Acupuncture facial rejuvenation requires no downtime and is safe and painless. As you age, the 57 muscles in your face gradually lose their tone causing the sagging, deep wrinkling and tired look associated with aging. Acupuncture stimulates the muscle function, and the face lifts itself; returning the face to a healthier, revitalized, and youthful appearance.
4) Better sex
Acupuncture can bring back the spark in your sex life too! The needles can help to allow for a smoother flow of energy and blood to the genital area, thereby increasing pleasure and desire. Additionally, acupuncture can balance your hormones back to a more youthful state, increasing estrogen and testosterone levels. This can result in a reduction in prostate enlargement, less vaginal dryness and many other benefits.
5) Reduce Pain
On a physical level acupuncture reduces pain by improving blood flow and releasing pain-relieving endorphins and serotonin. Pain that is chronic can be mentally and physically exhausting. Our emotions can wear us down, and cause us to be weak and unable to heal. It is impossible to effectively treat chronic conditions without addressing a person’s state of mind. Acupuncture addresses the negative emotions (such as anger, and fear), thereby decreasing stress hormones, which cause pain.
6) Stronger immune system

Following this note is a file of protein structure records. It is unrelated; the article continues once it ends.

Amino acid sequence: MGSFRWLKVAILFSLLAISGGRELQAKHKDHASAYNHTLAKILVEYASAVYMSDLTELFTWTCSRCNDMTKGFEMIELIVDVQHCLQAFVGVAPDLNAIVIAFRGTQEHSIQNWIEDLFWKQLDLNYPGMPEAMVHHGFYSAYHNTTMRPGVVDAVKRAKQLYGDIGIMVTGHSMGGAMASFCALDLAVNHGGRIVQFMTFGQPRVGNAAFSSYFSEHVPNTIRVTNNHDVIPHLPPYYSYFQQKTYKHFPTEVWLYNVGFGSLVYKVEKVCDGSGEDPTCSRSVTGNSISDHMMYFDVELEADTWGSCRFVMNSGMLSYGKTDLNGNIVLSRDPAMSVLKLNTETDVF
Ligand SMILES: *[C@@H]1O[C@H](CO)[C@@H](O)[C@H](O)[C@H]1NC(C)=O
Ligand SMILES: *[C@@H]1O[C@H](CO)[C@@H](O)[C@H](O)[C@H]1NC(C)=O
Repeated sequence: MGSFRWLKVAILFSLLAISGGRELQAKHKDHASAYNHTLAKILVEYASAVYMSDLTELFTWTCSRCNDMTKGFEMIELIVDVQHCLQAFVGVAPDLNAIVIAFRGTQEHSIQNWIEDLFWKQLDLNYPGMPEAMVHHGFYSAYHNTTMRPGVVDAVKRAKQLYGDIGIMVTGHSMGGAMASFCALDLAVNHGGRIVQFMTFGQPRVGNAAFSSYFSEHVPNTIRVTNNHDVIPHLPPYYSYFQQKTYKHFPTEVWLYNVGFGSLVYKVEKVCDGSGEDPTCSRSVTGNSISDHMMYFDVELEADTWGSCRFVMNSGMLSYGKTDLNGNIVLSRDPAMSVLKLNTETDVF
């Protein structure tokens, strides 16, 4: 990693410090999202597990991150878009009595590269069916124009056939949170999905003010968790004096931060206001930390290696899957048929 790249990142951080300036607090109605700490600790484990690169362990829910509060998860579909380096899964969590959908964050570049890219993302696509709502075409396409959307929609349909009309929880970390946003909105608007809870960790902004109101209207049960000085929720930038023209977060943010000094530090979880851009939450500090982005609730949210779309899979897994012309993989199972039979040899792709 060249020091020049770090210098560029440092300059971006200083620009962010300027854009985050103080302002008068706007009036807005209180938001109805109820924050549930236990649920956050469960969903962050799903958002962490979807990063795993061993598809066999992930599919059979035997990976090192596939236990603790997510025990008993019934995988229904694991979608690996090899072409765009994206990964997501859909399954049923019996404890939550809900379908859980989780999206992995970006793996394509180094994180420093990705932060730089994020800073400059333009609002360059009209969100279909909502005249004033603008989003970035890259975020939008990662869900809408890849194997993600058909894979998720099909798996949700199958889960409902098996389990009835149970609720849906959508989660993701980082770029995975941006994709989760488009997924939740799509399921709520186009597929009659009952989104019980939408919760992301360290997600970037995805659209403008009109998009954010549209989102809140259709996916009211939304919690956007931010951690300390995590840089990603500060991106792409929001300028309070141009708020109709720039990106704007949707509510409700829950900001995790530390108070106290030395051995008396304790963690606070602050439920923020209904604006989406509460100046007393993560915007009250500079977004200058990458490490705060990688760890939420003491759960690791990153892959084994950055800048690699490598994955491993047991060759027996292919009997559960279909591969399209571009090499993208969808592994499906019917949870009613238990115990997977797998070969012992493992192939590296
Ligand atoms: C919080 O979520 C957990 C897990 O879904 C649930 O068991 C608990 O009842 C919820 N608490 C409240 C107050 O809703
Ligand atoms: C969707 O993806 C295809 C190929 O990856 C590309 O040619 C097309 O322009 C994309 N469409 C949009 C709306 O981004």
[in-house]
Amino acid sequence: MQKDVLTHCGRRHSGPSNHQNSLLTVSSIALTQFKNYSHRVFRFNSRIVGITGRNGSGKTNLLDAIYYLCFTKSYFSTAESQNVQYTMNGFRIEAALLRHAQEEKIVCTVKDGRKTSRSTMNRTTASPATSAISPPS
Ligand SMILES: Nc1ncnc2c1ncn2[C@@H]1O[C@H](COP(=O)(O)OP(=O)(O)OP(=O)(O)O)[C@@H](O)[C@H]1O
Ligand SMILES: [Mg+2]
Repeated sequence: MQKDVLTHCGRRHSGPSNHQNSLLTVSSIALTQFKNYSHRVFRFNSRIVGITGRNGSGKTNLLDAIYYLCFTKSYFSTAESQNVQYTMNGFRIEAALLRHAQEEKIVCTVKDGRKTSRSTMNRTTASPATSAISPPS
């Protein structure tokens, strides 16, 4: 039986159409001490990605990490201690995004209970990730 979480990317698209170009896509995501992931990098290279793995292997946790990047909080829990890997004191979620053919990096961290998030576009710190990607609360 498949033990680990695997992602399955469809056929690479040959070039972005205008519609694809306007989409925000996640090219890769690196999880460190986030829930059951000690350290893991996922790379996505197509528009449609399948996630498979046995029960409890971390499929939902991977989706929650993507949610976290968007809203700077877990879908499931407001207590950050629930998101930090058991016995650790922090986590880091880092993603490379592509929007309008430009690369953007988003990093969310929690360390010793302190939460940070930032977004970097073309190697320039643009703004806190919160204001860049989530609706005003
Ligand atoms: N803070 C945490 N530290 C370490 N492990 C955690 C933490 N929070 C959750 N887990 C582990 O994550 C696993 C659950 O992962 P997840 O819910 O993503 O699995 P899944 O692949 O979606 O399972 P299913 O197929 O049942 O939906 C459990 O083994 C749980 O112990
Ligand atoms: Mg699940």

Acupuncture can help to naturally boost your immune system. Scientists have been able to determine that acupuncture enhances the production of natural killer cells, which is the primary defense mechanism against organisms that make us sick. It also regulates white blood cells directly linked to the fight against infections, allergic reactions, and even autoimmune disorders. Regular acupuncture treatments are a great preventative measure to ward off colds and flu.
7) More energy & vitality
Although the immediate effect of acupuncture treatment is very relaxing, the long-term effects are more energy, and vitality. The reason for this has to do with a concept in traditional Chinese medicine called Jing, the energy of the Kidneys. It is the power that keeps us going. How much Jing you have determines your energy levels, how you will age and how healthy you will be. If your kidney energy is deficient it can lead to premature aging, dried up wrinkled skin, and dark circles. Additionally it can affect your head hair and bones, so osteoporosis and premature greying are signs of kidney imbalances.
Acupuncture…anti-aging medicine for over 5,000 years.
If you’re a practitioner, visit my schedule of classes to find an acupuncture facial rejuvenation CEU class near you.
If you’re a patient who’d like to benefit from Acupuncture facial rejuvenation, contact me to schedule a session today.
By Michelle Gellis LAc MAc DiplAc